Procurement ‘key element’ of national infrastructure plan

posted by Francis Churchill
24 September 2018

Infrastructure procurement will be a “key element” in the sustainable development of Australia, a group of MPs have said.

In a parliamentary report, Building up and Moving Out, the federal Standing Committee on Infrastructure, Transport and Cities has called on government to create a “national plan for settlement” to prepare Australia’s cities for a changing demographic.

As well as outlining a number of infrastructure changes – which include making cities denser, building high-speed rail and other new infrastructure, and monetising infrastructure so it pays for itself – the report said procurement was a “key element in the development of Australia’s cities and regions”.

“Without effective procurement processes, the provision of infrastructure is less likely to meet the economic, social and environmental needs of the Australian people,” the report said. “The evidence presented to the committee highlighted the need to refine infrastructure procurement methods and bring them more closely into line with planning mechanisms.”

This meant aligning procurement with innovation, taking a whole-of-life approach to procurement and engaging with tier two and three contractors, it said. “Innovation in project appraisal is essential to successful urban development [and] individual infrastructure projects should be assessed not only in terms of the cost-benefit ratio, but also in terms of how well it integrates with long-term planning requirements.”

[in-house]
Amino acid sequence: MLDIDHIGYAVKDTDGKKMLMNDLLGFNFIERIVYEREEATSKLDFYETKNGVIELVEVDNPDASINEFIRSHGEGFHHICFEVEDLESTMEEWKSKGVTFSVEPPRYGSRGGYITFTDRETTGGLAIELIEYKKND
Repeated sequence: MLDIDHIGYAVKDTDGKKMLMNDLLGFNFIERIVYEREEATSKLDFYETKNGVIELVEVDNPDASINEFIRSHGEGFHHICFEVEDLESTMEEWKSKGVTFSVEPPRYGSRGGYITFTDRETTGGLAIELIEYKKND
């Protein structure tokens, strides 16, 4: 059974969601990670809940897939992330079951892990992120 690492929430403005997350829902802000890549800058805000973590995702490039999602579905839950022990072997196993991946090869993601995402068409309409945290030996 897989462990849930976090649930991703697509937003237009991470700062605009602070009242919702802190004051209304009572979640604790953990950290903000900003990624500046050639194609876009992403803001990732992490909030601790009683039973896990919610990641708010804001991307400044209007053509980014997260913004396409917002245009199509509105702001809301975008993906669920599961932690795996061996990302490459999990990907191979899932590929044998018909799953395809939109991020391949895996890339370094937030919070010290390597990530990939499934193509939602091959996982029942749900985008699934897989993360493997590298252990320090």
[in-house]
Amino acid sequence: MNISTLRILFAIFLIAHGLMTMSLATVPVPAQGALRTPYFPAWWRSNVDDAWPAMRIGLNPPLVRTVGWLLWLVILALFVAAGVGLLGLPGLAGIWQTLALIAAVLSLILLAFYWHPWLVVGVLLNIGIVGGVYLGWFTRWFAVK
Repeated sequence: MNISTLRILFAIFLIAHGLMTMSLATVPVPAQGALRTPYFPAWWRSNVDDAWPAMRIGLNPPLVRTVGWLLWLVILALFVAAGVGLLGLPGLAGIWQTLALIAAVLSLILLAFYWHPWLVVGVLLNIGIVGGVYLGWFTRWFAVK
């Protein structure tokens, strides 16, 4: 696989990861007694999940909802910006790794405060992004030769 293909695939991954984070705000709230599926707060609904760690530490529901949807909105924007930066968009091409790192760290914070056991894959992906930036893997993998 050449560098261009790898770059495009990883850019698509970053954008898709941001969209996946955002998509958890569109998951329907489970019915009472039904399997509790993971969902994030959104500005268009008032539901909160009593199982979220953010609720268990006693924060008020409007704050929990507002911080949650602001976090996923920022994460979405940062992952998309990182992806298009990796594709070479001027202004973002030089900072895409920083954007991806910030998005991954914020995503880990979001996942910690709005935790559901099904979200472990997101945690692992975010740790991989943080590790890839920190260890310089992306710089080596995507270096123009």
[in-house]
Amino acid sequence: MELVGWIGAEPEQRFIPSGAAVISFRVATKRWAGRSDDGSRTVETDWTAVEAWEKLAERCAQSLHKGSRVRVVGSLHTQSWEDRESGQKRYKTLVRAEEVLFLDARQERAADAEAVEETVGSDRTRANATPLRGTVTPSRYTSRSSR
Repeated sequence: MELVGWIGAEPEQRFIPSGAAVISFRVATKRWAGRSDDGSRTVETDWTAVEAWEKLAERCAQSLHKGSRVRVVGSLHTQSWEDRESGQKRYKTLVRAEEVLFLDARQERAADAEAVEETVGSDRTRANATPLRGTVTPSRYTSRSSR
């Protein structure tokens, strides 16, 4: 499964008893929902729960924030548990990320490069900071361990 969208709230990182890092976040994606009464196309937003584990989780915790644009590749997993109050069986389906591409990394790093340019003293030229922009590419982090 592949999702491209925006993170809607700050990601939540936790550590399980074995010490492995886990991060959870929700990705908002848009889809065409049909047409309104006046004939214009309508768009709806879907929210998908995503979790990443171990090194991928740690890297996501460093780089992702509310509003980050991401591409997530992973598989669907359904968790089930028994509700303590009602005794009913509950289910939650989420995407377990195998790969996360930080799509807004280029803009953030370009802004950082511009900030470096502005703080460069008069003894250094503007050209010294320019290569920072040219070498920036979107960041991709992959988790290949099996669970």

John Alexander, chair of the committee, said a national plan was needed to cope with Australia’s population growth, urbanisation, an ageing demographic and the move towards a service and knowledge based economy.

“Australia’s cities and regions are not sustainable in their current form, and will become less sustainable as the population grows and ages. Achieving the required economic, social and environmental outcomes for the sustainability of our cities and regions will require a high level of integrated planning.

“This is not achievable without the coherent vision which comes from master planning both land use and facilitating infrastructure.”

The report includes 37 recommendations for government, the first of which is that federal government, alongside state and territory governments, should develop a national settlement strategy that provides a development vision for the next 50 years.

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